- PEDAGOGICAL ROUNDTABLE:Teaching Early American Literature (Five Years Later)
In the introduction to Teaching the Literatures of Early America, published in 1999, Carla Mulford emphasized the nexus of scholarship and teaching that informs the daily work of most readers of EAL. Professor Mulford argued that we study in "an era of shifting geopolitical boundaries and tremendous movements of populations and cultures across the globe" (1), an era that provokes scholars to reexamine the terms by which we name and delimit the field of "Early" (with "its decided chronological bias") "American" (whose "national identity" is "questionable") Studies. The collection not only opened a broad discussion of theoretical and multidisciplinary questions but it also provided scholar-teachers with specific courses and syllabi through which those questions might be taught. Moreover, the final contribution, Professor Edward J. Gallagher's "Resources for Early American Studies," offered a model for subsequent databases produced primarily for teachers.
Currently, early American scholars searching for ways to integrate our research with our teaching might turn to "SEApage," the website of the Society of Early Americanists (http://www.hnet.uci.edu/mclark/seapage.htm): the site posts nearly a hundred syllabi, bibliographies, links to other electronic resources, student assignments, web projects, graphics, and study aids under its "Teaching Early American Topics" link. Consulting the "Topics" link, online readers are also directed to five articles concerning pedagogy. This conversation about what, how, and why we teach has most often been held in the interstices of our scholarly gatherings, the informal yet deeply meaningful talk about how to connect our own interests and passions with our students'. So it was only slightly surprising to conveners when a call for papers for a pedagogy panel at the 2003 ALA conference resulted in so many responses that two of SEA's three panels were dedicated to the topic. This Roundtable, which includes four of the eight papers delivered [End Page 341] at the ALA, continues the discussion that was initiated by Professor Mulford's collection five years ago and that has been sustained in many venues, actual and virtual, since then.
In presenting the following studies, we hope to offer another space for considering the links between early American scholarship and pedagogy. Although this is broad terrain, the studies converge on key points: the persistent problem of teaching students who have very little knowledge of historical context, students' struggle with unfamiliar language and rhetorical forms, and the crucial linkage of intellectual rigor with personal reflection. Each study engages these points with distinctive and innovative course design. Kristina Bross interrupts the familiar chronological march of a traditional survey by asking students "to read multidirectionally" in order to introduce them to "the pleasures of intertextuality." In a similar vein, Scott Peeples juxtaposes "Bob Dylan" with Cooke's sot-weed factor so that students may "experience," indeed, "comprehend," the early American poem by temporarily abandoning historical context for a "trans-historical" reading position. Emily Todd's students, whom she terms "reluctant readers" of early American autobiography, draw on interpretive practices they use as fiction readers to reconsider the "distant and dry" genre of personal narrative, a genre that, for them, appears to eschew the personal details they've come to expect. Finally, Pattie Cowell asks her students to leave the familiar turf of the classroom, and, as service learners, to make the connections between concepts advanced by Franklin, the Federalist, Douglass, and Stowe and the voices they hear in community work. This emphasis on voices extends the students' capacity for their own intellectual expression. Cowell's project, one that many of us share as teachers and scholars, is to help students to find "a way to take the aims and habits of humanist thinking into the messy, material world."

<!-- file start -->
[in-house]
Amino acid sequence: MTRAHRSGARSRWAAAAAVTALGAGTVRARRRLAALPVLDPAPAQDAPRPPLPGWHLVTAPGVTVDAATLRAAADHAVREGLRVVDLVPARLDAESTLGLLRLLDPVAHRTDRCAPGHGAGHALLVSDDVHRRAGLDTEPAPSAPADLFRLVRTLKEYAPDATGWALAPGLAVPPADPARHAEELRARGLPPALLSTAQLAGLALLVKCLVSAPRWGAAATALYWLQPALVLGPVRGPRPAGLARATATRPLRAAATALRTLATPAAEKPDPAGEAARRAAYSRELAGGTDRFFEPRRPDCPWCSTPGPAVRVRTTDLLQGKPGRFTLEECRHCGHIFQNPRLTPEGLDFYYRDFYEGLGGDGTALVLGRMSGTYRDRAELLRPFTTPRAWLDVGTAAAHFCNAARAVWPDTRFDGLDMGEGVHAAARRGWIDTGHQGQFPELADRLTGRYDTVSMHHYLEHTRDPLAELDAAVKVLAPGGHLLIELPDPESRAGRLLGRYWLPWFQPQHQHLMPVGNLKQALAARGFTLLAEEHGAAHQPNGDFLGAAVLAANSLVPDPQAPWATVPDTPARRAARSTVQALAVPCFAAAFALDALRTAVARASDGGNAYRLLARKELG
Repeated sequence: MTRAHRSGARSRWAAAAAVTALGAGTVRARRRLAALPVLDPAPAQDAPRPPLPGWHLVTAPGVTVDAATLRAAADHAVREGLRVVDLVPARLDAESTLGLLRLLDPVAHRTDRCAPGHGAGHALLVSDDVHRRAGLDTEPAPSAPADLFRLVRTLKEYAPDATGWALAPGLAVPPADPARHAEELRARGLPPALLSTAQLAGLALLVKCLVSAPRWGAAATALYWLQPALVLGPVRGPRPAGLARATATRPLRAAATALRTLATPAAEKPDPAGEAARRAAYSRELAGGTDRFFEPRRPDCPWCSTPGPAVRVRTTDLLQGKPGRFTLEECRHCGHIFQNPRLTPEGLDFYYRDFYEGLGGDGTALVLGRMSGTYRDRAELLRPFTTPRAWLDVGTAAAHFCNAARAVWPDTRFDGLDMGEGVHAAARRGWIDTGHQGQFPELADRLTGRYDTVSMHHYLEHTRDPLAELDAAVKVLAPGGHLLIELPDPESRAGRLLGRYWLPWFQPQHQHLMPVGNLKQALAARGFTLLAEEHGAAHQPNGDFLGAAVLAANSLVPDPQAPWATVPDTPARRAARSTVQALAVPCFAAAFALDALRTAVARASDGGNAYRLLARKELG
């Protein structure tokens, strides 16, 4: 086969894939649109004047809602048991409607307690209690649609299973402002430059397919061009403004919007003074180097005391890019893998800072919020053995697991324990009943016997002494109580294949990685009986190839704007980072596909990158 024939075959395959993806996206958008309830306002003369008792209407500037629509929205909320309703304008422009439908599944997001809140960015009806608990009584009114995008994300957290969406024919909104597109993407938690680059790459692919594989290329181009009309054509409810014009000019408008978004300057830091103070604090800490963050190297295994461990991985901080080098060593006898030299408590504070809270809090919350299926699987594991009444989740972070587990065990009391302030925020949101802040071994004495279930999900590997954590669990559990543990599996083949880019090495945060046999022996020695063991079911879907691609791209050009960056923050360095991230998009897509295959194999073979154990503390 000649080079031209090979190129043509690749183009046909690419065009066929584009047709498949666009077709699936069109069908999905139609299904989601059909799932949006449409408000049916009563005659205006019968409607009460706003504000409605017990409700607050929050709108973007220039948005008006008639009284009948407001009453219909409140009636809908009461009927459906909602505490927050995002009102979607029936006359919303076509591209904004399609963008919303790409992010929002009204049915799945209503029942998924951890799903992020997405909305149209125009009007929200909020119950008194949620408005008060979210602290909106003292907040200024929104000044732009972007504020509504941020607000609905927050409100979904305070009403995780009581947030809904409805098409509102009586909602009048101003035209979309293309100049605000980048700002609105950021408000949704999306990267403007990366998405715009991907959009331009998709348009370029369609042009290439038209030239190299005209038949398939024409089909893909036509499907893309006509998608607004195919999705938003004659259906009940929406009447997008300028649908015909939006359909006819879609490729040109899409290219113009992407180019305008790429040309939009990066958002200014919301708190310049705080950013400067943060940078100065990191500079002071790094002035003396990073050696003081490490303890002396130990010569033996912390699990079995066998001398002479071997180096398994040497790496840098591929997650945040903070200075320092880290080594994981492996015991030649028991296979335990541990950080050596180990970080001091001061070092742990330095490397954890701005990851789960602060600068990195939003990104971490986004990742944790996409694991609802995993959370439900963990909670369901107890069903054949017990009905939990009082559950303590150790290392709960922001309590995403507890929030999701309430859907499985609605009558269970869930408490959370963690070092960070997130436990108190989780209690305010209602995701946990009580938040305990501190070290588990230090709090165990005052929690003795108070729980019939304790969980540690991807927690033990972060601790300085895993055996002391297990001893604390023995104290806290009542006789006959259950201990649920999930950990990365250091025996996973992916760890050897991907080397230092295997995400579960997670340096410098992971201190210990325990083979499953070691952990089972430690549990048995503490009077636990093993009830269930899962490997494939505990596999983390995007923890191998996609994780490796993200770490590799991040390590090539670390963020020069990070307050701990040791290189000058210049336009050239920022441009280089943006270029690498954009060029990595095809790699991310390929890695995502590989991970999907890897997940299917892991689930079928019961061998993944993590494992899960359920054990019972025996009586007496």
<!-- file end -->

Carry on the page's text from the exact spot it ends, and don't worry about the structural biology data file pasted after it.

All the presenters at the 2003 ALA pedagogy panels were, in some way, indebted to the intellectual generosity that is a hallmark of the Early American Studies community. We sought to extend and elaborate on the conversations we have been sharing for many years, at our own colleges and universities, at conferences, over e-mail, in print. This Roundtable continues in that voluble tradition, one that asks again and again how as Early Americanists...